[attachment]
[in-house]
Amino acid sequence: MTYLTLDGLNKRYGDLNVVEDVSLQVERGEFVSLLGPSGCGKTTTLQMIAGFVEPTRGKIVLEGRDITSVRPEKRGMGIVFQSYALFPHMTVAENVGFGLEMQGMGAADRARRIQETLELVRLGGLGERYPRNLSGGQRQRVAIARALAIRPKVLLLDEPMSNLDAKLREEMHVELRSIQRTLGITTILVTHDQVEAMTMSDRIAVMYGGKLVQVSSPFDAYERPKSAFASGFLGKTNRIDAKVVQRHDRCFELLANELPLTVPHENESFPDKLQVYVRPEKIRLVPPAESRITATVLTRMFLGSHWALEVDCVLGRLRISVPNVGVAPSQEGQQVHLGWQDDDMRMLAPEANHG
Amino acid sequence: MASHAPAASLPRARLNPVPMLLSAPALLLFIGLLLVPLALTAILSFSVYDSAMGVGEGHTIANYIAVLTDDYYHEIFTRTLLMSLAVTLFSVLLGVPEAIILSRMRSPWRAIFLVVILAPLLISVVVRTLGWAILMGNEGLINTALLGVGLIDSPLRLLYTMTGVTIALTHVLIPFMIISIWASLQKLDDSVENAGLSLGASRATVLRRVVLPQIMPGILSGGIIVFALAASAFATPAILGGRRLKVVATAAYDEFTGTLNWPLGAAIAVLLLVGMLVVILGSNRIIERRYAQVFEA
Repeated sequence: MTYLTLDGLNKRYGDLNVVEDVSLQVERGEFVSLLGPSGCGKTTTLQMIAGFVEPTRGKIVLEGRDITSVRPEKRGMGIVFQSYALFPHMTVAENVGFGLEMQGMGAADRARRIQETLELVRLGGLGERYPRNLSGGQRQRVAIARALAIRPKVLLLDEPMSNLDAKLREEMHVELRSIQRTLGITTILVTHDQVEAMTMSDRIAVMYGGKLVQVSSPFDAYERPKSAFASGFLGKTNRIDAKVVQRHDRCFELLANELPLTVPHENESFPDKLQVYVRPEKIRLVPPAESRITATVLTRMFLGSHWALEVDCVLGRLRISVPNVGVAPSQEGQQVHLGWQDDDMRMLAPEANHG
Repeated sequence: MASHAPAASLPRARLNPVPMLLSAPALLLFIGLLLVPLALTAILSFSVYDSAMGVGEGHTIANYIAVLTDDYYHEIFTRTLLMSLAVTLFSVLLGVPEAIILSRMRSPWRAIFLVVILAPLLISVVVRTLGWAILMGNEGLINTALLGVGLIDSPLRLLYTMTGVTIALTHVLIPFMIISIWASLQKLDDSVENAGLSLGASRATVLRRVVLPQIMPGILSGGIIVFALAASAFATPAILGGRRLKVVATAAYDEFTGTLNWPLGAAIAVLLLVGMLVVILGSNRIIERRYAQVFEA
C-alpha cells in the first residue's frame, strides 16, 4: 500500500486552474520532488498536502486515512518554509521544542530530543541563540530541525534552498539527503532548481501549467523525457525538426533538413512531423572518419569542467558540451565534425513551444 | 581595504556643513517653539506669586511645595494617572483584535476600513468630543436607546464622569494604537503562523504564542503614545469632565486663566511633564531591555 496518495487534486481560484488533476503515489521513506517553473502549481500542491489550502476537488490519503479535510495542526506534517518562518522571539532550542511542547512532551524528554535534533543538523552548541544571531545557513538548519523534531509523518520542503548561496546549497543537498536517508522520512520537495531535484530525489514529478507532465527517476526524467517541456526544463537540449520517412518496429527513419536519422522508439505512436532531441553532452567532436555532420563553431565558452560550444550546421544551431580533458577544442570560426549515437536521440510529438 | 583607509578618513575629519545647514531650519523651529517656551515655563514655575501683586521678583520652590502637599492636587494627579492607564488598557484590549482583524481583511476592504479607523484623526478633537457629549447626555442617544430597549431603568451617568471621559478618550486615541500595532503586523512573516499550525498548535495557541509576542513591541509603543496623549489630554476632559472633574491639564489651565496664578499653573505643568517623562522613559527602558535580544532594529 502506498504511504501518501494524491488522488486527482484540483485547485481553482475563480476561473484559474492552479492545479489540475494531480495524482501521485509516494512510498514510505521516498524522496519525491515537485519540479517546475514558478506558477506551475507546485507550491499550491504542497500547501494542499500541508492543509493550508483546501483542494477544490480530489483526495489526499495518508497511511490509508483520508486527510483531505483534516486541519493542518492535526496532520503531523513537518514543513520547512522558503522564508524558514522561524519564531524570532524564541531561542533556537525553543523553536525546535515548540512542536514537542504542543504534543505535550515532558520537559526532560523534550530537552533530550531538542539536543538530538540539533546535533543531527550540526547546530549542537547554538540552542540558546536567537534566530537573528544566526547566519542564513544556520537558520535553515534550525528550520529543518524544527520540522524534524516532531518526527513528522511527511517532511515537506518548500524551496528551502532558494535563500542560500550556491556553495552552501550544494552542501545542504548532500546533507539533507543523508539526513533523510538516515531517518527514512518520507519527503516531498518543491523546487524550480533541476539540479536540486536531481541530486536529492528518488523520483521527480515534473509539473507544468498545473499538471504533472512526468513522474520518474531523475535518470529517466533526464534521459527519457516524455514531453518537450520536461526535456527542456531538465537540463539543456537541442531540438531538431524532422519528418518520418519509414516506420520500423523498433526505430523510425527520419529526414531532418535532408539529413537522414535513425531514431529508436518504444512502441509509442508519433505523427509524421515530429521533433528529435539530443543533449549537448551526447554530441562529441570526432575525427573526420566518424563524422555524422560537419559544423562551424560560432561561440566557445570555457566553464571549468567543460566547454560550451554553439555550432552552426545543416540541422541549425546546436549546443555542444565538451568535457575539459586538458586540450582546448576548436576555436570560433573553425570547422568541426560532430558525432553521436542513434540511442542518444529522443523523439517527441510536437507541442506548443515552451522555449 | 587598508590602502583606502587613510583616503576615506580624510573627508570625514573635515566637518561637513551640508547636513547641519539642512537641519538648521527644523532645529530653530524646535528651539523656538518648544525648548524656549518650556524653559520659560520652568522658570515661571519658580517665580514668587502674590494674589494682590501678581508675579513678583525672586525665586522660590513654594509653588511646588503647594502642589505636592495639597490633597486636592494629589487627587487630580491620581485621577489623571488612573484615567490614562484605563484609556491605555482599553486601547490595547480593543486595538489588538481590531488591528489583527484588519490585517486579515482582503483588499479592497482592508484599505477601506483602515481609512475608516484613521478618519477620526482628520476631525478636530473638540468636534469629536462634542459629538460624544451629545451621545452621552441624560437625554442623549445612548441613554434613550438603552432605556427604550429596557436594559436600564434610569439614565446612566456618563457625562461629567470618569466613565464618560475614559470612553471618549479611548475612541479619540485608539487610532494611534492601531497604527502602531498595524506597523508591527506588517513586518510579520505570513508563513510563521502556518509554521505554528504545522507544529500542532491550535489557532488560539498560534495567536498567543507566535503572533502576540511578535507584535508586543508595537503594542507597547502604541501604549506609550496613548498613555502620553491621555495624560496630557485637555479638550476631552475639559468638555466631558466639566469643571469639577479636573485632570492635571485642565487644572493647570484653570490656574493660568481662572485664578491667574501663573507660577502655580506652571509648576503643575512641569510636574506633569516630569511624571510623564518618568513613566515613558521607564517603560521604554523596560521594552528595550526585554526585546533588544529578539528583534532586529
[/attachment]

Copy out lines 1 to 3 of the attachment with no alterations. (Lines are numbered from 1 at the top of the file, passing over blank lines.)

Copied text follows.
[in-house]
Amino acid sequence: MTYLTLDGLNKRYGDLNVVEDVSLQVERGEFVSLLGPSGCGKTTTLQMIAGFVEPTRGKIVLEGRDITSVRPEKRGMGIVFQSYALFPHMTVAENVGFGLEMQGMGAADRARRIQETLELVRLGGLGERYPRNLSGGQRQRVAIARALAIRPKVLLLDEPMSNLDAKLREEMHVELRSIQRTLGITTILVTHDQVEAMTMSDRIAVMYGGKLVQVSSPFDAYERPKSAFASGFLGKTNRIDAKVVQRHDRCFELLANELPLTVPHENESFPDKLQVYVRPEKIRLVPPAESRITATVLTRMFLGSHWALEVDCVLGRLRISVPNVGVAPSQEGQQVHLGWQDDDMRMLAPEANHG
Amino acid sequence: MASHAPAASLPRARLNPVPMLLSAPALLLFIGLLLVPLALTAILSFSVYDSAMGVGEGHTIANYIAVLTDDYYHEIFTRTLLMSLAVTLFSVLLGVPEAIILSRMRSPWRAIFLVVILAPLLISVVVRTLGWAILMGNEGLINTALLGVGLIDSPLRLLYTMTGVTIALTHVLIPFMIISIWASLQKLDDSVENAGLSLGASRATVLRRVVLPQIMPGILSGGIIVFALAASAFATPAILGGRRLKVVATAAYDEFTGTLNWPLGAAIAVLLLVGMLVVILGSNRIIERRYAQVFEA